The Italian is preparing to put the officials who will be in charge in Poland and Ukraine through their paces in Warsaw this week.

Speaking at a news conference on Wednesday, Collina said clamping down on the mobbing of referees was a key target.

"We do not want to have referees surrounded by protesting players. This is not good for the image of the match, for the image of football," he said.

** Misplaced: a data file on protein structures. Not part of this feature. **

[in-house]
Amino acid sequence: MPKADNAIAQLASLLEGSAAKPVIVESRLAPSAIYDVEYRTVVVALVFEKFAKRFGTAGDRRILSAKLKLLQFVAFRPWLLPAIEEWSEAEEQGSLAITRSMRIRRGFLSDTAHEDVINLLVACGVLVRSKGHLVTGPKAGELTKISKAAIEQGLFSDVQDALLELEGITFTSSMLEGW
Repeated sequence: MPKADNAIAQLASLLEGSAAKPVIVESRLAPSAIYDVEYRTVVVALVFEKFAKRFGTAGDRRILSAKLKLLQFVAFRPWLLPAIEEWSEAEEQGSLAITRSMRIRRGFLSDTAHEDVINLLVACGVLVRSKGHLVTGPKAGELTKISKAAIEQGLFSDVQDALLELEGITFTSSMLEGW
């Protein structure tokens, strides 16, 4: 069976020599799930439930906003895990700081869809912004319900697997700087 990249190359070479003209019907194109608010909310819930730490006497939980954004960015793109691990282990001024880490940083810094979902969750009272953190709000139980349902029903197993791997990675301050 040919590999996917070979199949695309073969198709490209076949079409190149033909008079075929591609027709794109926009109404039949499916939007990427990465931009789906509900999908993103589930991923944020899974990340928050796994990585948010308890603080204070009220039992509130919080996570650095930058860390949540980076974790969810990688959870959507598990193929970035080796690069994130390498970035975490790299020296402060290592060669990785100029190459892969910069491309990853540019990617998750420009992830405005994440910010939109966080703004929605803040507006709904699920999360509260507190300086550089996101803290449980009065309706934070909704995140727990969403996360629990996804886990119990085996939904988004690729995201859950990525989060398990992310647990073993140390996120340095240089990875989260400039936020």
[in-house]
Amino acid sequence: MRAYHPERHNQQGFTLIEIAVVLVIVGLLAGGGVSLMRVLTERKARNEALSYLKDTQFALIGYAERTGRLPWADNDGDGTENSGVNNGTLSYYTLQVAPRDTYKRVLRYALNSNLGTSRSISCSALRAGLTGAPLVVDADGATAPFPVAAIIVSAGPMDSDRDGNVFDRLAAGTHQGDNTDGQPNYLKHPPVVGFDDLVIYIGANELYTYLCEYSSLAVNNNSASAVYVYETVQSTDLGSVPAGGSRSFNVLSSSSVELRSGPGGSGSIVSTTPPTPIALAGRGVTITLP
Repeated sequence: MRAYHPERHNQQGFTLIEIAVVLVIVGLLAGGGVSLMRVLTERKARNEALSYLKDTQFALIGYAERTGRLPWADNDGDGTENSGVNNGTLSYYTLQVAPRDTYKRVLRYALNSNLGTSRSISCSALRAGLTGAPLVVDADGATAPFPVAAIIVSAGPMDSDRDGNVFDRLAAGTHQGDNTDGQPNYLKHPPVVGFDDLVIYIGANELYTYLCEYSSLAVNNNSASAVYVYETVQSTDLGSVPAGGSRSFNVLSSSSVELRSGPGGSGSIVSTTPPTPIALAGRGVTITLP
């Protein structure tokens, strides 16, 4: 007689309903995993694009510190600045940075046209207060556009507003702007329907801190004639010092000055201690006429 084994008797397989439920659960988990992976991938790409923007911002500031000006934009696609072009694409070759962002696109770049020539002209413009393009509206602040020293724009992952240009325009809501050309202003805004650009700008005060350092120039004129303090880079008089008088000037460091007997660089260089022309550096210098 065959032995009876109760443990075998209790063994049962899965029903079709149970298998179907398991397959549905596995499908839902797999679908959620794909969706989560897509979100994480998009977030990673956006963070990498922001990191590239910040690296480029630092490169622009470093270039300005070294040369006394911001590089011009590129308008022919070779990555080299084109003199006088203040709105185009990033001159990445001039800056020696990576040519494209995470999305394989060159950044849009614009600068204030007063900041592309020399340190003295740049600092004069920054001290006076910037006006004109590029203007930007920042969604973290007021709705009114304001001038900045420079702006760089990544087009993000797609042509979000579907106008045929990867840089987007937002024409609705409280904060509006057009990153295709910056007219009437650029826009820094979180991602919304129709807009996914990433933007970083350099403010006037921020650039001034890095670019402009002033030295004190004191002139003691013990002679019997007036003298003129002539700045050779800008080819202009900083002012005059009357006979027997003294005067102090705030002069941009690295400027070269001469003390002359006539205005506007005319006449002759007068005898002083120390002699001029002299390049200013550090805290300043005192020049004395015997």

"Respect means also to the referee so players will be informed that mobbing the referee is not allowed.

"And the referee knows that if they are surrounded by players, some yellow cards - one or more - are to be expected."

The vexed issue of goal-line technology has dominated discussion before the tournament, and though it will not be used this year referee Howard Webb is open to its implementation at a later stage.

"Of course, at the moment we don't know whether the technology will come into the game ... so we'll see how that goes," Webb said.

"Whatever tools are given to me and my colleagues as referees, we'll use them to the full to enhance our performances. At the moment we don't know which way that's going to go."